[swift-evolution] Delegate Method Conventions
dabrahams at apple.com
Tue Jan 26 18:34:00 CST 2016
on Tue Jan 26 2016, plx <swift-evolution at swift.org> wrote:
>> On Jan 24, 2016, at 5:57 PM, Dave Abrahams via swift-evolution
>> <swift-evolution at swift.org> wrote:
>> on Sat Jan 23 2016, plx <swift-evolution at swift.org> wrote:
>>>> On Jan 23, 2016, at 2:33 PM, Dave Abrahams via swift-evolution
>>>> <swift-evolution at swift.org> wrote:
>>>> on Sat Jan 23 2016, plx
>>>> <swift-evolution at swift.org
>>>> <mailto:swift-evolution at swift.org>> wrote:
>>>>>> On Jan 22, 2016, at 6:12 PM, Ross O'Brien via swift-evolution
>>>>>> <swift-evolution at swift.org> wrote:
>>>>>> How would we apply this to delegate patterns?
>>>>>> For example, would we keep
>>>>>> tableview(tableView:cellForRowAtIndexPath:), or would we switch to
>>>>>> delegate(tableView:cellForRowAtIndexPath:) ?
>>>>>> Or perhaps better, for clarity over which protocol is being
>>>>>> conformed to / which property of the delegator is calling the
>>>>> FWIW, I am personally favorable to a more radical-renaming for
>>>>> delegate methods, roughly the below:
>>>>> func numberOfSections(inTableView tableView: UITableView) -> Int
>>>>> // <- against guidelines, but symmetric
>>>>> func numberOfRows(inTableView tableView: UITableView, forSection section: Int) -> Int
>>>>> func cellForRow(inTableView tableView: UITableView, atIndexPath
>>>>> indexPath: NSIndexPath) -> UITableView
>>>> The interesting thing about delegate methods is that, for the most part,
>>>> use-sites don't appear in user code. So *if* you're going to come up with
>>>> special conventions just for delegate methods you'd want to serve the
>>>> declaration site. I don't know what these things *ought* to look like,
>>>> but the declarations above look to me like they've got an awful lot of
>>>> redundancy that doesn't help readability.
>>> Most of what follows should really be in the discussion about the
>>> Objective-C import, not here, but I’ll respond here with the parts
>>> relevant to the guidelines.
>>> It seems self-evident that imported delegate methods violate the
>>> spirit of Swift’s API guidelines; in particular, the rule that
>>> “Methods can share a base name when they share the same basic meaning
>>> but operate on different types, or are in different domains” seems
>> That's quite true.
>>> It’s thus been a bit surprising to me that delegate-style methods
>>> haven’t *already* gotten some special treatment;
>> Well, it's a fact of life that major efforts like this one (probably
>> property behaviors are the same bucket) are going to have to land
>> without solving all the problems they are related to. I believe
>> strongly that we should do *something* about delegate methods. I also
>> believe they're a separable problem and we should be able to evaluate
>> the current direction without working out all the details of how we're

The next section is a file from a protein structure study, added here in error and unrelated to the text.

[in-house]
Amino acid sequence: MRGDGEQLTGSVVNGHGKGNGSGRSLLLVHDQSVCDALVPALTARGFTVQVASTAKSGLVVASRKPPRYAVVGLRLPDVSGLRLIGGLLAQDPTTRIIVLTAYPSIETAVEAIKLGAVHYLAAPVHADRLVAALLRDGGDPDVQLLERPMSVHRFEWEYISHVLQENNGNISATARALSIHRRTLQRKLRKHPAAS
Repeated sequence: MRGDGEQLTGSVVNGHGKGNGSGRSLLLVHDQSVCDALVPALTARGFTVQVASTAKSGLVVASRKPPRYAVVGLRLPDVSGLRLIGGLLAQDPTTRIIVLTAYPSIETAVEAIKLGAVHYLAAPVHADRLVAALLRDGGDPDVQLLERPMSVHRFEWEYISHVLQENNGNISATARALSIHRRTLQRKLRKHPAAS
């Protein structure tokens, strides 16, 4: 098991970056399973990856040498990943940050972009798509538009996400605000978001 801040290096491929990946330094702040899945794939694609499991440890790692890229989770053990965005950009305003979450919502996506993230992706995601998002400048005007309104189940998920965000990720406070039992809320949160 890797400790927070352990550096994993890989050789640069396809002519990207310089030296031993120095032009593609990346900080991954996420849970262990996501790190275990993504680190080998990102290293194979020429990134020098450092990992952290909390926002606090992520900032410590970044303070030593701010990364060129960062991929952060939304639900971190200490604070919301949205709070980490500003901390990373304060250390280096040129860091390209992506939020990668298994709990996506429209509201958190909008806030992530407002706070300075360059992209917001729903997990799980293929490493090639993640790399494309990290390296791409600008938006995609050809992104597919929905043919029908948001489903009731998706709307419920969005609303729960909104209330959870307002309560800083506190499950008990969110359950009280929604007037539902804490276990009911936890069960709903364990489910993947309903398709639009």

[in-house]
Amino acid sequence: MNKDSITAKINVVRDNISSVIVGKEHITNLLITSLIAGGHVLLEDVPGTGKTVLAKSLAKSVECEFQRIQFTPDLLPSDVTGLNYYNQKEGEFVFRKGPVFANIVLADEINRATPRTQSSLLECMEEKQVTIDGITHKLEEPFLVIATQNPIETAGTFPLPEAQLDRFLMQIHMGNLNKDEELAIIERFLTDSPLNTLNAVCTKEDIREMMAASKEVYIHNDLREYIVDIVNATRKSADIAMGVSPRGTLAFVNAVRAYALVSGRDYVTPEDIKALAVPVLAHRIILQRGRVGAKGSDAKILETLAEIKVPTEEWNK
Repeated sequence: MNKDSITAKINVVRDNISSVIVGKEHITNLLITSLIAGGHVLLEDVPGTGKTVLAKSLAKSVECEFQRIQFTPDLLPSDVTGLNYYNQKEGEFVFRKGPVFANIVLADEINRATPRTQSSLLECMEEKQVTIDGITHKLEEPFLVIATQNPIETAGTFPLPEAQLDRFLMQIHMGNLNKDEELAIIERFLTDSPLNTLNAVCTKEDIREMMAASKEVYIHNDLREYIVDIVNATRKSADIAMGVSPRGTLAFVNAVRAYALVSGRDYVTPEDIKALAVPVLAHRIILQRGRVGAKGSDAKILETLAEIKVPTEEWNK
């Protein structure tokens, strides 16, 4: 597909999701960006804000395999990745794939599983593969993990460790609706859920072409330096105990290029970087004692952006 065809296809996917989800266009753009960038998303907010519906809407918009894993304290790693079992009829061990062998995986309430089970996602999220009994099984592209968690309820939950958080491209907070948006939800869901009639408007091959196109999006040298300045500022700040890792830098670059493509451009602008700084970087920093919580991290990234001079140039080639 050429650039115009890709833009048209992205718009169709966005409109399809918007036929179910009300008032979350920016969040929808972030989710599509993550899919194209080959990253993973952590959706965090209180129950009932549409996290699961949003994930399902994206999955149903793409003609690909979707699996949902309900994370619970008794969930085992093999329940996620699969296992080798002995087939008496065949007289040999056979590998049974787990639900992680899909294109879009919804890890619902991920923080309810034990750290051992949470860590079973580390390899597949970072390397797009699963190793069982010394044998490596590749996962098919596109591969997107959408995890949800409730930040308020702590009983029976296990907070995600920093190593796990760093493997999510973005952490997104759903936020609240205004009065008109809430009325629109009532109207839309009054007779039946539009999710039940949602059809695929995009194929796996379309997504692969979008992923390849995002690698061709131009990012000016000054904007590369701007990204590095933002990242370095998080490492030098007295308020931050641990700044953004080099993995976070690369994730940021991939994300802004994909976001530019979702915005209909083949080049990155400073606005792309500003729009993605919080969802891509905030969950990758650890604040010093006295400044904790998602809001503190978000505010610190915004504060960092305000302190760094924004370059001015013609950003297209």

>> going to handle them. That's why I changed the subject line: I'd like
>> to agree that special treatment for delegate methods in the importer is
>> out-of-scope in this review.
>>> what I had isn’t great, but put it and some variants up against the
>>> original, like so:
>>> func numberOfRows(in tableView: UITableView, forSection section: Int) -> Int
>>> func numberOfRowsIn(tableView: UITableView, forSection section: Int) -> Int
>>> func tableView(tableView: UITableView, numberOfRowsInSection section: Int) -> Int
>>> func numberOfRows(inTableView tableView: UITableView, forSection section: Int) -> Int
>> I assume you mean the 3rd one to be "the original?”
> Yes, here: tableView(_:numberOfRowsInSection:)
>>> …(note the longest is only ~10 characters longer than the shortest!).
>> Sorry, I don't see why that is relevant. Care to explain?
> I did not make the intention clear; apologies. I was intending to
> illustrate that although all of the examples contain redundancies,
> none of them are egregiously worse than the others (including the
> original); the worst case is only moderately more-redundant than the
> best case.
I understand that, but if you'll forgive me for being blunt, so what?
>>> Although there might be an as-yet unseen option that’s superior to all
>>> of the above, just out of those 4 it’s hard to see how you can justify
>>> option #3 using the API guidelines;
>>> it also seems hard to envision a self-consistent expansion of the
>>> guidelines that’d lead to favoring #3.
>> You can't.
>>> As already noted this is really more-relevant to the “objective-c
>>> import revision”, but you can frame my points as obliquely asking “to
>>> what extent should the Swift API guidelines actually matter when doing
>>> the big Objective-C import?”
>> We're willing to accept that some imported APIs will not follow the
>>> I also question your sense of real-world use of delegate protocols;
>>> just taking inventory of the most recent project I completed, it looks
>>> like it had 5 custom delegate-style protocols. Of these, 4 had exactly
>>> one implementation each, and 1 had exactly 2 implementations;
>> And how many use-sites were there?
> 5, just counting “classes using said delegates”; 14 if you go by
> individual method use.